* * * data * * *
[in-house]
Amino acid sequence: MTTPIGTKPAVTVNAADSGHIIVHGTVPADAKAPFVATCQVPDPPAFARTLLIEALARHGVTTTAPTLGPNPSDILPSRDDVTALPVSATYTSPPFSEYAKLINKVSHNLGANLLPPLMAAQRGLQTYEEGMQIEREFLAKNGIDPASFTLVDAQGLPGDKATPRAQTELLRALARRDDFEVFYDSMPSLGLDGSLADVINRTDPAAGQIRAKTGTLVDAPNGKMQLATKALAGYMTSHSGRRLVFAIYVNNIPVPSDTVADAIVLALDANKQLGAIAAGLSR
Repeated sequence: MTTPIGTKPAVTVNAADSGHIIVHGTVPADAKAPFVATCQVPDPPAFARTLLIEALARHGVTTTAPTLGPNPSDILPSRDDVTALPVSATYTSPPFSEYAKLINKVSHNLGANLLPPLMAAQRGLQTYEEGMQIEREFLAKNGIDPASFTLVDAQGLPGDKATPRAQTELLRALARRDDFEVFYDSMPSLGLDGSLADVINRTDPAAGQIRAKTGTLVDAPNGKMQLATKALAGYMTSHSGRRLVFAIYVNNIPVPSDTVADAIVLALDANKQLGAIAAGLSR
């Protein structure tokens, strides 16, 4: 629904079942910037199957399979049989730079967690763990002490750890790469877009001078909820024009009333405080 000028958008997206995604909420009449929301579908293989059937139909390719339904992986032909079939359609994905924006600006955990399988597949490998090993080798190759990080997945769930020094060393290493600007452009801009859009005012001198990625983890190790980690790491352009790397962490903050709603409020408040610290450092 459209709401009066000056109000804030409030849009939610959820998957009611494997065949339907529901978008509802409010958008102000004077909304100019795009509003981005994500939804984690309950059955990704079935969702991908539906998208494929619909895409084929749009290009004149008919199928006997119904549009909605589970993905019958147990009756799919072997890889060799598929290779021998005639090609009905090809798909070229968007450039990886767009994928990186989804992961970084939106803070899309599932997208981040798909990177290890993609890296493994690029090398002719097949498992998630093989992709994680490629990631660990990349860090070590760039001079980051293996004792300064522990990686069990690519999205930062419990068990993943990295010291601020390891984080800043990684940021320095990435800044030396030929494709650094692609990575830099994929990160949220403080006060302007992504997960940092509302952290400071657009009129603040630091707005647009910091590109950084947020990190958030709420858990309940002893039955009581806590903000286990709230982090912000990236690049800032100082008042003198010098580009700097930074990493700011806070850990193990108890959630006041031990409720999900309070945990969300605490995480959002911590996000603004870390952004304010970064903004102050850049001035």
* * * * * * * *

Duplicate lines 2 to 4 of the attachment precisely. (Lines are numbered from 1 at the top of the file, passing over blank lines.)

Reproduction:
Amino acid sequence: MTTPIGTKPAVTVNAADSGHIIVHGTVPADAKAPFVATCQVPDPPAFARTLLIEALARHGVTTTAPTLGPNPSDILPSRDDVTALPVSATYTSPPFSEYAKLINKVSHNLGANLLPPLMAAQRGLQTYEEGMQIEREFLAKNGIDPASFTLVDAQGLPGDKATPRAQTELLRALARRDDFEVFYDSMPSLGLDGSLADVINRTDPAAGQIRAKTGTLVDAPNGKMQLATKALAGYMTSHSGRRLVFAIYVNNIPVPSDTVADAIVLALDANKQLGAIAAGLSR
Repeated sequence: MTTPIGTKPAVTVNAADSGHIIVHGTVPADAKAPFVATCQVPDPPAFARTLLIEALARHGVTTTAPTLGPNPSDILPSRDDVTALPVSATYTSPPFSEYAKLINKVSHNLGANLLPPLMAAQRGLQTYEEGMQIEREFLAKNGIDPASFTLVDAQGLPGDKATPRAQTELLRALARRDDFEVFYDSMPSLGLDGSLADVINRTDPAAGQIRAKTGTLVDAPNGKMQLATKALAGYMTSHSGRRLVFAIYVNNIPVPSDTVADAIVLALDANKQLGAIAAGLSR
């Protein structure tokens, strides 16, 4: 629904079942910037199957399979049989730079967690763990002490750890790469877009001078909820024009009333405080 000028958008997206995604909420009449929301579908293989059937139909390719339904992986032909079939359609994905924006600006955990399988597949490998090993080798190759990080997945769930020094060393290493600007452009801009859009005012001198990625983890190790980690790491352009790397962490903050709603409020408040610290450092 459209709401009066000056109000804030409030849009939610959820998957009611494997065949339907529901978008509802409010958008102000004077909304100019795009509003981005994500939804984690309950059955990704079935969702991908539906998208494929619909895409084929749009290009004149008919199928006997119904549009909605589970993905019958147990009756799919072997890889060799598929290779021998005639090609009905090809798909070229968007450039990886767009994928990186989804992961970084939106803070899309599932997208981040798909990177290890993609890296493994690029090398002719097949498992998630093989992709994680490629990631660990990349860090070590760039001079980051293996004792300064522990990686069990690519999205930062419990068990993943990295010291601020390891984080800043990684940021320095990435800044030396030929494709650094692609990575830099994929990160949220403080006060302007992504997960940092509302952290400071657009009129603040630091707005647009910091590109950084947020990190958030709420858990309940002893039955009581806590903000286990709230982090912000990236690049800032100082008042003198010098580009700097930074990493700011806070850990193990108890959630006041031990409720999900309070945990969300605490995480959002911590996000603004870390952004304010970064903004102050850049001035």